She is without question “of note” in the open source community. Especially in the infrastructure / “devops” space.

                                    If you don’t know her, maybe that’s not your thing?

                                    1. 9

                                      I think the problem here is that the interview doesn’t really say enough to convince someone that she’s worth interviewing. If you know her, you get it. If you don’t, then… we’ll, this isn’t helping, unfortunately.

                                      1. 3

                                        You’re right. Unfortunately, I don’t know that anyone who’s already “soaking in it” will take the time to write the “Hey, all you folks not in Devops, this is why Jesse is awesome!”.

                                        Maybe a little bit of open mindedness on people’s parts would help?

                                        1. 2

                                          Maybe a little bit of open mindedness on people’s parts would help?

                                          Yes! This is the key. We should probably trust our community a bit more than suggest an post with a decent number of points is irrelevant.

                                      2. 2

                                        Clearly not “without question”, right? Perhaps in the Docker/Kubermetes realm, but the article itself really doesn’t give much information about her, why she’s a big deal, or what she’s done. And that sucks, because people here are pointing out waaaay more interesting accomplishments she’s had.

                                        But again, the problem with the person tag is that you and I can both draft up a list of at least a half-dozen devs that are “of note” and yet the other one of us will go “huh?”. And in a few decades time, probably none of the people on those lists will be remembered.

                                        1. 2

                                          IMO it comes down to what people want this community to be about.

                                          I can totally see the angle where “person” violates the spirit of the place - what makes Lobsters great is all hardcore tech - all the time.

                                          I can also see the idea that showcasing awesome community contributors could be a good thing.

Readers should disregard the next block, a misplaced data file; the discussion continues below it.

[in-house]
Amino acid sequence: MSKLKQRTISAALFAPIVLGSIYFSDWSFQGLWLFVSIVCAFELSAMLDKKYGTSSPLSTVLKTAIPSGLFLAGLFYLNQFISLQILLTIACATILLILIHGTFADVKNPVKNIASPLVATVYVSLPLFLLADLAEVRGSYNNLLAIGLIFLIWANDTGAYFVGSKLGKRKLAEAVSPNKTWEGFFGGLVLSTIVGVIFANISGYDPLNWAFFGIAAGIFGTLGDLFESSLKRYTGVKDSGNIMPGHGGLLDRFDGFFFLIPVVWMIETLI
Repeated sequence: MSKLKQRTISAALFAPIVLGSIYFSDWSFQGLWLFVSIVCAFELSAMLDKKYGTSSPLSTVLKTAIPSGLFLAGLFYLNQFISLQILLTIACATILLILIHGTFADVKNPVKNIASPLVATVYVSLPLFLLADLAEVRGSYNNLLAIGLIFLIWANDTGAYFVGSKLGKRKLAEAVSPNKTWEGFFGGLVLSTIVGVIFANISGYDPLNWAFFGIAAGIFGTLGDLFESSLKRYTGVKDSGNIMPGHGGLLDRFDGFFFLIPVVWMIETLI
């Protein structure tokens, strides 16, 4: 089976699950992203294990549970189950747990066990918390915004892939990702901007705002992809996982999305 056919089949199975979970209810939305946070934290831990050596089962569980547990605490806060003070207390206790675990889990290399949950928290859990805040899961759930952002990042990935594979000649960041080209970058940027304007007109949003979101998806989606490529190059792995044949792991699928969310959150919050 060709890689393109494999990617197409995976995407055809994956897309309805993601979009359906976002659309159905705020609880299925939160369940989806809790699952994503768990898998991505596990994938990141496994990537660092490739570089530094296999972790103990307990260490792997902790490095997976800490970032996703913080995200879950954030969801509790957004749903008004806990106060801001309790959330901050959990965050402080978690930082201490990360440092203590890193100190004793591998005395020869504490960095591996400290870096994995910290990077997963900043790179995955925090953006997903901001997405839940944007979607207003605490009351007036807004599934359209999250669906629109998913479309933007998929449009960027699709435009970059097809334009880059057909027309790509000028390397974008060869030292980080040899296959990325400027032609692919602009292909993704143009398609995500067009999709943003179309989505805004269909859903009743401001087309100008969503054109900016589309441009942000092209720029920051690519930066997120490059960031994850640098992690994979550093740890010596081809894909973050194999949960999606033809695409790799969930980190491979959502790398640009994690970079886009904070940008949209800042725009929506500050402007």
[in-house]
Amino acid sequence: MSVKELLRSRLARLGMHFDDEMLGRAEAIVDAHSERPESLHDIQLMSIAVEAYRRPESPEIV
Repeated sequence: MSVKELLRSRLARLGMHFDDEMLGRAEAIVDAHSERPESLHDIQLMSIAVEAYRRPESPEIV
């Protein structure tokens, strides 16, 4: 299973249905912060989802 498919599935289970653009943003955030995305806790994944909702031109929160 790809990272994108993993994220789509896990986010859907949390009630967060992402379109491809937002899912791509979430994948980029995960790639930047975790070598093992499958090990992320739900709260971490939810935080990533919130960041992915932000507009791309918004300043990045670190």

2. 5

                                      The person tag is for stories about people, not profiles. A link to one of her talks, an in-depth or technical interview, or any one of a number of her blog posts would not have been flagged as off-topic.

                                      edit: I’ll also point out that in general the person tag is used alongside another tag. Cases of “person” alone are generally of some historical significance, an interview, or a death announcement; all of which are more substantive and/or better discussion topics than a simple profile.

                                    3. 5

                                      I’m with you. The title alone means nothing to me. I thought it was going to be some sort of memorial when I first saw it. But there isn’t really much of any content there. There’s nothing technical in it. I don’t understand what we’re meant to get from it.

                                      It fits HN more because that site is full of fluff like this, but I wouldn’t expect it here.

                                      1. 14

                                        I completely agree, this is not the kind of content I want to see here.

                                        1. 2

                                          FWIW this was only posted in here because it’s in the front page of HN. @av consistently posts whatever is popular there here (most of the time it makes sense, though).

                                          1. 4

                                            I like this content, but I don’t think that something reaching the front page of HN is a good litmus test for if it should be cross-posted here

                                        2. 4

                                          Lots of people don’t know where to start, and stories like this can be helpful. Lobste.rs has previously made similar pages for some of our users.

                                          1. 1

                                            Well, the community has voted for it so I guess you’ll just have to avoid clicking the link and move on then.

                                            1. 3

                                              By the same argument tabloids are the best because there’s lots of demand for them!

                                          1. 3

                                            Just started writing a tech book proposal! Also ordered a standing desk to help since I’ve been suffering from RSI in the laptop-at-table configuration.

                                            1. 1

                                              One thing I like to do is to smooth out the onboarding process. Nevermind new features or bugfixes you want to contribute, how long does it take you to actually get the system downloaded and running with the test suite wired up? If its more than a few minutes then you can have dramatic compounding effects just by building/documenting a quick-start process for future contributions.

                                              Inertia is the killer when it comes to drive-by OSS contributions.